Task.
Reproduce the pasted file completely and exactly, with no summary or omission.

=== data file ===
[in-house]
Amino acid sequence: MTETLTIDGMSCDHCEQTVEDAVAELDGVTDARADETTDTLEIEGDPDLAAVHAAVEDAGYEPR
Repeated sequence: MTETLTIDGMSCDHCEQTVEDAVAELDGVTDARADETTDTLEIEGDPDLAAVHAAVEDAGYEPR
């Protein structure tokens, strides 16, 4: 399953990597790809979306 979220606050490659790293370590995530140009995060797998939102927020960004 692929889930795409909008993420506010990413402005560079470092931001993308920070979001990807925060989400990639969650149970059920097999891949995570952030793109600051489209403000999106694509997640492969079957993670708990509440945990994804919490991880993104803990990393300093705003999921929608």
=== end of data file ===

[in-house]
Amino acid sequence: MTETLTIDGMSCDHCEQTVEDAVAELDGVTDARADETTDTLEIEGDPDLAAVHAAVEDAGYEPR
Repeated sequence: MTETLTIDGMSCDHCEQTVEDAVAELDGVTDARADETTDTLEIEGDPDLAAVHAAVEDAGYEPR
């Protein structure tokens, strides 16, 4: 399953990597790809979306 979220606050490659790293370590995530140009995060797998939102927020960004 692929889930795409909008993420506010990413402005560079470092931001993308920070979001990807925060989400990639969650149970059920097999891949995570952030793109600051489209403000999106694509997640492969079957993670708990509440945990994804919490991880993104803990990393300093705003999921929608």